Francis, Michele & Kyle at start line.

Francis, Michele and I made our way to the start and took off a few minutes before 11AM. I can become obsessed with my mile splits so the only two time goals were a 1:54 half and I wanted to complete 24 miles under 3:30 as to leave me some time to get through my Boston nemesis aka Mile 25. Michele reminded me to keep the pace at a steady 8:44.

The first few miles of Boston can be a nightmare due to the crowds but Francis did a great job keeping us on pace and not stressing me out by feeling like we needed to pass everyone. Around mile 2 we passed a very rowdy bar on the left and I let Francis know, who had never run Boston, that people are loud and wild most of the course.
We kept a steady pace and I felt my legs begin to waken up and stretch out a bit. I could feel my hamstring but nothing I could do about it then. 

We hovered right around our goal and hit the 10k mark at 54:35 for an 8:47 pace. I felt good about this.
Around mile 8 we hit downtown Framingham and we passed Francis’ family and the Topo Athletic crew. This was the perfect pick me up I needed heading into the stretch before the halfway mark.

Due to the warm temps I decided to hit every water stop and take a salt stick every hour. I knew that this would cost me a few seconds but it is always easier to make up a few seconds while staying hydrated. Francis did a wonderful job guiding me through the water stops making sure I got my water then taking care of himself.
A few times my Garmin had us running at an 8:20 pace and I was excited how strong my legs felt at this quicker pace. Around the 10-mile mark, somewhere in Natick, I was still feeling good and if not for Michele’s insistence on keeping a steady pace I would have likely pushed for lower mile splits. Still a lot of race to run and the sun was pretty strong.

Around mile 12 I started to hear a faint roar. With a smile I asked Francis what he thought that was. “A train?” Oh, just wait my friend. Soon enough we were at the Wellesley Scream Tunnel and taken over by raw emotions. The screaming, energy, and sense of history of this section is Boston at its best. It is also nice to know that we are almost at the halfway point.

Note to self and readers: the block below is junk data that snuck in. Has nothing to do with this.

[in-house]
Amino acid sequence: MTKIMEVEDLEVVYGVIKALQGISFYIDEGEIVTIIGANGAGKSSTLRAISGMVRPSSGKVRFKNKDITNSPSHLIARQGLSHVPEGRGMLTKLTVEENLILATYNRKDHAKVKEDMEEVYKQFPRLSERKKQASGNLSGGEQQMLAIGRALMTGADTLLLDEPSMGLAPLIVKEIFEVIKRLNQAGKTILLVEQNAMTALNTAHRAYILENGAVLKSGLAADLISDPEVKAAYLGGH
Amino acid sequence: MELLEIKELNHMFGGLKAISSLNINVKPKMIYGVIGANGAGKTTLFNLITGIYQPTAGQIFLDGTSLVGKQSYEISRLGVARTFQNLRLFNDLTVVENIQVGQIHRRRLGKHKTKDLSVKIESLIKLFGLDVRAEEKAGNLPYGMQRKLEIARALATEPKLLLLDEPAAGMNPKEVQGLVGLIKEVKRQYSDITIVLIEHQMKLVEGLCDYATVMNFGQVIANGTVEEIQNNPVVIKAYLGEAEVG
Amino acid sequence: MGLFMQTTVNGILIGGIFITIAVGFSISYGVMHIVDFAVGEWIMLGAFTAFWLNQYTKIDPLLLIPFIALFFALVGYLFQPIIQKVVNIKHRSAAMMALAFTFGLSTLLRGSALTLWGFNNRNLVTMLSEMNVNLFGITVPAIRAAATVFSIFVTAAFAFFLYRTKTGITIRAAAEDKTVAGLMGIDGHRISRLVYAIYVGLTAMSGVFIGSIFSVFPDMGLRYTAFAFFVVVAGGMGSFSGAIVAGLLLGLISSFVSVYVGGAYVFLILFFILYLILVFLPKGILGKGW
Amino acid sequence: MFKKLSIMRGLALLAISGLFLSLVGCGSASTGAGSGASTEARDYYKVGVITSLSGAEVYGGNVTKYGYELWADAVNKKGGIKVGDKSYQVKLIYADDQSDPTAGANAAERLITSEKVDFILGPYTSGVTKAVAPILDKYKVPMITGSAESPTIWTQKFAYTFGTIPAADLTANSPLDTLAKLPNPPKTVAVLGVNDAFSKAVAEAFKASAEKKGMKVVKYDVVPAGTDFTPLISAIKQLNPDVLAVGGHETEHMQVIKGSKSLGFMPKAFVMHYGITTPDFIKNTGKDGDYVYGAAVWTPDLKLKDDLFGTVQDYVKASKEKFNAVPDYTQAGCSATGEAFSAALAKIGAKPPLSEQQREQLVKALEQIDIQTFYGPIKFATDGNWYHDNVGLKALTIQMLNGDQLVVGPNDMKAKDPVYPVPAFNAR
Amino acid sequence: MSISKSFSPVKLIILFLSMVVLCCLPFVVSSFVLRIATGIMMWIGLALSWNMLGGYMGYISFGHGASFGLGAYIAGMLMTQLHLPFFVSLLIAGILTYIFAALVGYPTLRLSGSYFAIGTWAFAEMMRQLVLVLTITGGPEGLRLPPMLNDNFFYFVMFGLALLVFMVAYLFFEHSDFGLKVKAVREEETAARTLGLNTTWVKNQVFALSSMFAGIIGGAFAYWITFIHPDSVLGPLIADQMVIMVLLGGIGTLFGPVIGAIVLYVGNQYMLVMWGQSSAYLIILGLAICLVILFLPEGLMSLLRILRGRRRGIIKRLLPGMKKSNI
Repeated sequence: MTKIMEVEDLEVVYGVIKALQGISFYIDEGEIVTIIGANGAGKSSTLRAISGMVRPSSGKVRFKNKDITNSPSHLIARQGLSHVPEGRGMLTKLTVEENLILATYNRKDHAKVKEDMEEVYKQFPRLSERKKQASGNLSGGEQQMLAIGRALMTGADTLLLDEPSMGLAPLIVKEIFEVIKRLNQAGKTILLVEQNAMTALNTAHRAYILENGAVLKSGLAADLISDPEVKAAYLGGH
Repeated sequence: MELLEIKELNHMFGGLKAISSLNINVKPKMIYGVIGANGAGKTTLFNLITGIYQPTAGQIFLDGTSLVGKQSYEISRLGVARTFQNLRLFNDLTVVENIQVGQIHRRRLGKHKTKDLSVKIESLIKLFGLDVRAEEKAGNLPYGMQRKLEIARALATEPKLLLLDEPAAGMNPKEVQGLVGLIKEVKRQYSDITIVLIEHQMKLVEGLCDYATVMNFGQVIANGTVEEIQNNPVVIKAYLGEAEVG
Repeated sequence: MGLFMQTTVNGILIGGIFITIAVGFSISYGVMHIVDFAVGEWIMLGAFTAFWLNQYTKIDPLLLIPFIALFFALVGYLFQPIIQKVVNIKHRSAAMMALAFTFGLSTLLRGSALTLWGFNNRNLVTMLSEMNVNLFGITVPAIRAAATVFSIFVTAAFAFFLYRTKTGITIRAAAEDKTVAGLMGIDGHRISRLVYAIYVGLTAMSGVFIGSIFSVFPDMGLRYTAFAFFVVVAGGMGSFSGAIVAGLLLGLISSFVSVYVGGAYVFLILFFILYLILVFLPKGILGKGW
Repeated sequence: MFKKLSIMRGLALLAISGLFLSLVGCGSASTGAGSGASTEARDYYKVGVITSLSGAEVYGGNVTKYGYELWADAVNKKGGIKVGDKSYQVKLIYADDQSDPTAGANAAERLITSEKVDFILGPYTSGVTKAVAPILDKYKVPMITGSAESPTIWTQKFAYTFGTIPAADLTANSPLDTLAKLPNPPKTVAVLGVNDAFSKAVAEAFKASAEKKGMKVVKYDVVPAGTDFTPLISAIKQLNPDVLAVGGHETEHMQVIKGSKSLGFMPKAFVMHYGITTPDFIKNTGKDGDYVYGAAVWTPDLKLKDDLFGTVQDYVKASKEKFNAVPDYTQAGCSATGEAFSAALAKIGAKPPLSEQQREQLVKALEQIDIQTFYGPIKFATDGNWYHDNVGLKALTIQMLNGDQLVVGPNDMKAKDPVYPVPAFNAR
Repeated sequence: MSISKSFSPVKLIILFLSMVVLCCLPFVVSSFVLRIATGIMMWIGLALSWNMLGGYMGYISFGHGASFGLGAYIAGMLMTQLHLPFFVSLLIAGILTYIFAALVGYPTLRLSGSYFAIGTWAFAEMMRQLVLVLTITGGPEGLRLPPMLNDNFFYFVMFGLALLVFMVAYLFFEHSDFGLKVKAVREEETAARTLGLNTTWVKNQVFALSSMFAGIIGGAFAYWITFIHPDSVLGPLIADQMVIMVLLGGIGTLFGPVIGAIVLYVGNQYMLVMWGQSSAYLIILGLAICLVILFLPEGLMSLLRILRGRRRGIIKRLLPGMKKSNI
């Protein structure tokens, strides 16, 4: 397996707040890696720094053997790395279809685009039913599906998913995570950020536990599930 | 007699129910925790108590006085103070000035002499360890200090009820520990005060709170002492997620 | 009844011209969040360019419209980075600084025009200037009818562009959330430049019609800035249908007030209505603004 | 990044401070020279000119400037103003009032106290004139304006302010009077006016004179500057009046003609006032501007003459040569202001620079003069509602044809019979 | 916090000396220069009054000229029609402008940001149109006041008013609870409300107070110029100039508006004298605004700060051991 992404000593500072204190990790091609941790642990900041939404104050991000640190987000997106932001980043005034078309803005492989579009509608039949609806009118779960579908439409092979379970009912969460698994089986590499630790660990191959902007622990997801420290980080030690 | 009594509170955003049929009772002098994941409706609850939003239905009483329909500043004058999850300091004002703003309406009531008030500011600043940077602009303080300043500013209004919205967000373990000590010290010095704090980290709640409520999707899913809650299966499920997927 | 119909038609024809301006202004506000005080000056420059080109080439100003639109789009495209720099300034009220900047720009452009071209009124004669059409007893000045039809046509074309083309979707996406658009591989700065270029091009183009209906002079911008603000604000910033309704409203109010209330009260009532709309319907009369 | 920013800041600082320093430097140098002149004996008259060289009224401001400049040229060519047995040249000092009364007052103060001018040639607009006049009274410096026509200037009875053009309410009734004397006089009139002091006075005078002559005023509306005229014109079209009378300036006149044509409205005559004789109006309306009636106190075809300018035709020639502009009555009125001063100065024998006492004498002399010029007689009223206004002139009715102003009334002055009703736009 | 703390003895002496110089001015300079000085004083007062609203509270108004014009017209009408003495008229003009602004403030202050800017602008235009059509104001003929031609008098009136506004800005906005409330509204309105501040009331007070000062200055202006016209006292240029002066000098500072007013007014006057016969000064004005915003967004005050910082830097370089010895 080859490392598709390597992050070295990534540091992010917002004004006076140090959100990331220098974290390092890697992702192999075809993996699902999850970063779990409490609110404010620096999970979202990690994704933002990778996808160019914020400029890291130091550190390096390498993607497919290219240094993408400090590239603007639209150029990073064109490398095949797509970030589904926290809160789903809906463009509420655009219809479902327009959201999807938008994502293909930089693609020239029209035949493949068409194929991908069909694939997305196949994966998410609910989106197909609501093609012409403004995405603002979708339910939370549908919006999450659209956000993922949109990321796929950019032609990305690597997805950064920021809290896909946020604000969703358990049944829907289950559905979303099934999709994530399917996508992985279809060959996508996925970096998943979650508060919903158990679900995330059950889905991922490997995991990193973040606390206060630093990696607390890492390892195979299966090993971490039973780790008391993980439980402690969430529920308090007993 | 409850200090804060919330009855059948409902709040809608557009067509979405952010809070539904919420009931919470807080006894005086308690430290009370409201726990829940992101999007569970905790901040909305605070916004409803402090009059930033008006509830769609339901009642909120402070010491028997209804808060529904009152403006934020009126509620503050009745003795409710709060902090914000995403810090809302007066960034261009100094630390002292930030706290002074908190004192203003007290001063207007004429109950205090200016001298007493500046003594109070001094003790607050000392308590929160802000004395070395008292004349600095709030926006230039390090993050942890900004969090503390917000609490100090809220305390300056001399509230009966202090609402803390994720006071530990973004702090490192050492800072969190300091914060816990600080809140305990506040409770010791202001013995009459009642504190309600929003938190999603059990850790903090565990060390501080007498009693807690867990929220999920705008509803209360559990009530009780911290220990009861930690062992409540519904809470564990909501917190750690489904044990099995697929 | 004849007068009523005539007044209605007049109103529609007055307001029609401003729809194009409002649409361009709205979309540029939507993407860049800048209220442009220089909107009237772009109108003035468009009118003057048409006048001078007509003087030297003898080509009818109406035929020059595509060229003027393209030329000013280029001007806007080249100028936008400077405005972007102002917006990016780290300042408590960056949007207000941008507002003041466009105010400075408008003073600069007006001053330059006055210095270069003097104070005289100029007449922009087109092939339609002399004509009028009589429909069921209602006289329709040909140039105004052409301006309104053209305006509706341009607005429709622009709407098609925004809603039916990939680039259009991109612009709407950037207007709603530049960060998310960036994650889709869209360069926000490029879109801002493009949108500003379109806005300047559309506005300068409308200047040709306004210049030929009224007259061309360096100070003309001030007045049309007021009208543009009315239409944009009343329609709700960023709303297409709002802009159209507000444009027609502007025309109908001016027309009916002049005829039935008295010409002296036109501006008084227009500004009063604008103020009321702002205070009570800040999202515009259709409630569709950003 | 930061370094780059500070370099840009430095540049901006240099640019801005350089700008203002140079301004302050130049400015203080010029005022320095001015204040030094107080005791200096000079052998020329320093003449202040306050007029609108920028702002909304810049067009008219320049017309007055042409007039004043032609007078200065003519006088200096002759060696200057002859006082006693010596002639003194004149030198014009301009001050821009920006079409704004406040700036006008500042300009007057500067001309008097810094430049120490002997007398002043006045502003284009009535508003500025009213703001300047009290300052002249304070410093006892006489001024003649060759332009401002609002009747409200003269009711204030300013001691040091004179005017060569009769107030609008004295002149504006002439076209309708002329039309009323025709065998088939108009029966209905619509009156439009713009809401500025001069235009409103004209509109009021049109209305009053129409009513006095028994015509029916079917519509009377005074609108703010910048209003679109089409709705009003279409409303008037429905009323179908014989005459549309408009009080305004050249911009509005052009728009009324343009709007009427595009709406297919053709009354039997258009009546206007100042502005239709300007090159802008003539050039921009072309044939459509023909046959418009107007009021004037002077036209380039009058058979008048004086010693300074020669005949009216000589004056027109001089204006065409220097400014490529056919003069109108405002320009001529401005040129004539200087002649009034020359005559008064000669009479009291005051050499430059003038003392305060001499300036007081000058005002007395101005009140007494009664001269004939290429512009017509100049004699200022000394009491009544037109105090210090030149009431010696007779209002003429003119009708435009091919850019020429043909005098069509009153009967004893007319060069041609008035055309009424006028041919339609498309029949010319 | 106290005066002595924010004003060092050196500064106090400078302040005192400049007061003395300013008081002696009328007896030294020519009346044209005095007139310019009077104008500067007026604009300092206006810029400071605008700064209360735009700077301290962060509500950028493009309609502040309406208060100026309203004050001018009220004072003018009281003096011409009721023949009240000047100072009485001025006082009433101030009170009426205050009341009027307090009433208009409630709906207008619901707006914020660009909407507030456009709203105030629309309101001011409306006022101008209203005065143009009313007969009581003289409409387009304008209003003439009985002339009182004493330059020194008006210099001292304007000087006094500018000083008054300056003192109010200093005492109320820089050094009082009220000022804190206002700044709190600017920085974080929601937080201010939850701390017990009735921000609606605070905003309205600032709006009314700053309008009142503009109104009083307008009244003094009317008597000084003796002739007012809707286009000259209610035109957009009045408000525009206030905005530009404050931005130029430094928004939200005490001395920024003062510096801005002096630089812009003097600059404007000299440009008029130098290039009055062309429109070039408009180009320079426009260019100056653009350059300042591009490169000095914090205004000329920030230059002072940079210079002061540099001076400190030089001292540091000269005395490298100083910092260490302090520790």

We picked up the pace a bit and completed 13.1 miles in 1:54:26. Right where we wanted to be with a total pace of 8:43! Now we begin to count down.
We hit the long downhill stretch in Wellesley (maybe Newton Hills?) and the gradual decline can put a beating on your quads. We rode the “free speed” train while keeping things in check.

At about this point I realized that I missed two small, yet very important spots, with my body glide. C’mon really!!! I let Francis know to keep his eyes out for some Vaseline (a guide’s job is all encompassing!) and luckily we came upon a stash (thank you volunteers!). I reapplied around mile 15 and continued moving forward. This was my first my with a 9 minute pace (9:03) but considering the trade-off I’ll take it. Note that Gatorade stings WAY more than water when it splashes on those tiny sensitive spotsJ

The heat was starting to take a toll on me so I began dumping water on my Topo Athletic hat every chance I got. I still felt some spring in my step which was what I needed for the next stretch.

We began to climb over the 95 bridge which is the first of the four major Newton hills. Shortly thereafter, we turned onto Comm Ave. and were greeted by the throngs of supporters. I told Francis earlier that this is where the fun and magic happens so he was prepared. We began to climb and I felt OK. Francis and Michele kept repeating to stay focused, calm, level breathing. I dialed it in, leaned back on my glutes, and went for it. We were not fast but I was surprised by how many people we were passing. I was also concerned that I was exerting too much energy getting around people so at one point I asked Francis to stay put. Definitely a challenge trying to stay smart and not get overly anxious. I tried to peek at my pace but couldn’t see it. Probably a good thing.

We banged out the first couple of hills and I was confused if we had already done Heartbreak. If you have to ask then you haven’t done Heartbreak, yet. We rode the downhills waiting for Heartbreak.

We completed 30k (approx. 18.6 miles) in 2:43 for an 8:46 pace. So we slowed down a bit because of the first couple of hills but I was OK with that.

We climbed Heartbreak at the same steady pace. I thought about all of the painful hill repeats and numerous times I ran up and over Mission Hill, Summit Ave, and the Arboretum hills. This moment is what I suffered all those times for and I was tapping into this RIGHT NOW! When we crested I knew I was in good shape. I had to work but I felt decent and more importantly I knew I had some gas in the tank.